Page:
“Iceberg! Straight Ahead!”
The tragedy of the Titanic is so much a part of our collective consciousness that there is something somewhat menacing about a mental image which involves both a passenger ship and an iceberg.
Indeed, we understand that an elderly female passenger asked the Ice Pilot, whilst still in Ushuaia, whether we were expecting icebergs in Antarctica. When told that icebergs where, indeed, expected, the woman made a spontaneous decision to terminate her cruise and return home!
It seems that the sinking of a ship almost 98 years ago has given rise to an insidious condition which remains prevalent to this day: PTIPD or `post-titanic-iceberg-phobia-disorder’. Studies show that there was a significant spike in the incidence of this affliction from 1997.
The truth is that we passed thousands upon thousands of icebergs during our voyage around Antarctica. Some were the size of a lounge suite and others where several times larger than our vessel. There were many of varying sizes in between those two extremes.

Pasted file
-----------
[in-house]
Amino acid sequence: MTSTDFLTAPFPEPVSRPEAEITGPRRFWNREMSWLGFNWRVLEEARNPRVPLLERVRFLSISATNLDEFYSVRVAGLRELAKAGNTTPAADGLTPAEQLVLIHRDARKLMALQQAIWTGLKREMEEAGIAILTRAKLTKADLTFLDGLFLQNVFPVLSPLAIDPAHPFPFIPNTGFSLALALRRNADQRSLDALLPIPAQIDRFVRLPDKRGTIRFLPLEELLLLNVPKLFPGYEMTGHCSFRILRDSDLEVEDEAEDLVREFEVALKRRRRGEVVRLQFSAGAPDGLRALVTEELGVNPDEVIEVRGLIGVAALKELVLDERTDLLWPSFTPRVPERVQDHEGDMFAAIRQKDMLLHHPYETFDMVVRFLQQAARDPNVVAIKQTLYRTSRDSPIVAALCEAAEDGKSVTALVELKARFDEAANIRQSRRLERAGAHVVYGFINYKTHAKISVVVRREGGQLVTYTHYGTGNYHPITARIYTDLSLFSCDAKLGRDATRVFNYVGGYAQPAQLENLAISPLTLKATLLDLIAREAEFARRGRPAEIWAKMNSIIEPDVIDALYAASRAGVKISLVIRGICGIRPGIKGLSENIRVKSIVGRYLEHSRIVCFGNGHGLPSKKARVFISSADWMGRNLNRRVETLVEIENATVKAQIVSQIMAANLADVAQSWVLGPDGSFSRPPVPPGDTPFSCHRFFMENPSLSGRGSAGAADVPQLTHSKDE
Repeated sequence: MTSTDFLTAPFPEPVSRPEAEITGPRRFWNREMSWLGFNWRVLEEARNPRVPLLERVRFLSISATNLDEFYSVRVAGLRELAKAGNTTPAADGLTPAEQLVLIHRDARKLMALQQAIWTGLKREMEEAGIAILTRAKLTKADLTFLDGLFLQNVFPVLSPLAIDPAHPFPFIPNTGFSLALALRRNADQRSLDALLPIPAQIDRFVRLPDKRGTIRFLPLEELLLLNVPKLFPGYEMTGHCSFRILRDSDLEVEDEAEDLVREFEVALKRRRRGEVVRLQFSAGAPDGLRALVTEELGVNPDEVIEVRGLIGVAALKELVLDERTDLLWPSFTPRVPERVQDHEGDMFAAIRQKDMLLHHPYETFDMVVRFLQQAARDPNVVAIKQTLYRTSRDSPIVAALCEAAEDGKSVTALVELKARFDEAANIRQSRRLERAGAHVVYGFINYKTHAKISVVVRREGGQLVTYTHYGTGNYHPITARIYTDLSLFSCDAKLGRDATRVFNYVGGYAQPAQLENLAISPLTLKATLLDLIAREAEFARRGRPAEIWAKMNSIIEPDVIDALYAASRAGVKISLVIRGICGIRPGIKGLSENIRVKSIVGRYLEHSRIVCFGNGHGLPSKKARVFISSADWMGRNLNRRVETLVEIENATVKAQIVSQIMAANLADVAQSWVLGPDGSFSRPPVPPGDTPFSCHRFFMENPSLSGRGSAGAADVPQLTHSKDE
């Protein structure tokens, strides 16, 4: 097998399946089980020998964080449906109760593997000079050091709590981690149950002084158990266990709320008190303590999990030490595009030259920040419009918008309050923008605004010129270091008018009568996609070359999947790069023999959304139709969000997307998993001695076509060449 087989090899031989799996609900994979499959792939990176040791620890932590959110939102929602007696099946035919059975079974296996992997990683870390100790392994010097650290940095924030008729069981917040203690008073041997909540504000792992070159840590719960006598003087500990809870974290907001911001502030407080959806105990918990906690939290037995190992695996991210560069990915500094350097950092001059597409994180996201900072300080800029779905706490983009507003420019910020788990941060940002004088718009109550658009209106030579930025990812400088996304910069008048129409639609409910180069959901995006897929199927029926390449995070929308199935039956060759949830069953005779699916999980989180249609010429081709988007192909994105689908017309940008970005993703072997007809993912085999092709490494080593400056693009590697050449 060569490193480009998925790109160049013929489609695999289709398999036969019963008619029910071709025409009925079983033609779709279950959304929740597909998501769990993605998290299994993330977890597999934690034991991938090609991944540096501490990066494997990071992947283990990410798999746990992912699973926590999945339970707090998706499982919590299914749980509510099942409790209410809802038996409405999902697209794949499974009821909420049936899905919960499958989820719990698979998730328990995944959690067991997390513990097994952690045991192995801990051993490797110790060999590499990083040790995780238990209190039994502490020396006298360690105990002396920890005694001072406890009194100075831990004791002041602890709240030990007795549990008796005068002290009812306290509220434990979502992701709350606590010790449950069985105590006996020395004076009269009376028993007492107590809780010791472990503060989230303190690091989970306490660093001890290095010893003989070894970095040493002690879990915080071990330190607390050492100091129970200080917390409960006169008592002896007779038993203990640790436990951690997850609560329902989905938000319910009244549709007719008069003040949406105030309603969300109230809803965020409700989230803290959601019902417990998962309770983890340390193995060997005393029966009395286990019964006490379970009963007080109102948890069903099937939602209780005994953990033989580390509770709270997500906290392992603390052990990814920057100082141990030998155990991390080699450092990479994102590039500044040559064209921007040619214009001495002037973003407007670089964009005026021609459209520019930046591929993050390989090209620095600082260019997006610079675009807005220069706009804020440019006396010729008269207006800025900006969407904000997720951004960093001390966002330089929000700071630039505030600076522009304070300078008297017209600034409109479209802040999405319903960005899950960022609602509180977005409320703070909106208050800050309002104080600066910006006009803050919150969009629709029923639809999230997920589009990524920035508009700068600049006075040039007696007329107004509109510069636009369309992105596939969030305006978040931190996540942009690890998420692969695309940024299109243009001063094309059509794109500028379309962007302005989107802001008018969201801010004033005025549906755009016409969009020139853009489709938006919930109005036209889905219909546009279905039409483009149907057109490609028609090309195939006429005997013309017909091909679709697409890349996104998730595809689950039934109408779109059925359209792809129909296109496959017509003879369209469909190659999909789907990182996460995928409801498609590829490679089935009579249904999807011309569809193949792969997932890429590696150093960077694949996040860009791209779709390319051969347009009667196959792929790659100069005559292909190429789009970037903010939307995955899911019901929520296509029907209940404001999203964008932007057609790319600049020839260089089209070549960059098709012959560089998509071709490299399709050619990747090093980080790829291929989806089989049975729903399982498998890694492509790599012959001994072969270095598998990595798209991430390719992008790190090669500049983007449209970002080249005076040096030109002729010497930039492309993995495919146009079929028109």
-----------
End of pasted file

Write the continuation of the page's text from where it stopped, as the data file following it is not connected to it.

Thanks to a variety of measures – including radar, sonar and simply keeping one’s eyes open – none of these icebergs posed any particular threat. It’s not as though they suddenly leap out from behind a cliff face and stand, defiant, in your path. At no point was Veendam required to turn `hard to starboard’ or engage its reversing engine. The lifeboats were never deployed and the foreboding words `women and children first’ were never uttered.
Rather, the Captain – with the assistance of the Ice Pilot – simply weaved in between the floating mountains of ice. There were times when we felt as though we could reach out and touch some of them, they were so close.
Many of the icebergs were, in fact, remarkably beautiful.
We spotted our first iceberg whilst having breakfast on 29 December, as we approached the northern tip of the Antarctic Peninsula. I was about to place a fork laden with egg yoke in my mouth when I saw the iceberg hovering on the distant horizon. It was a majestic sight. The iceberg was estimated to be over three times the size of our ship. It had beautifully symmetrical sides which were almost perfectly perpendicular to the ocean. The iceberg’s roof formed a graceful arc which resembled a saddle. Before long there was commotion in the dining room as passengers jostled for positions beside the window and cameras were quickly drawn.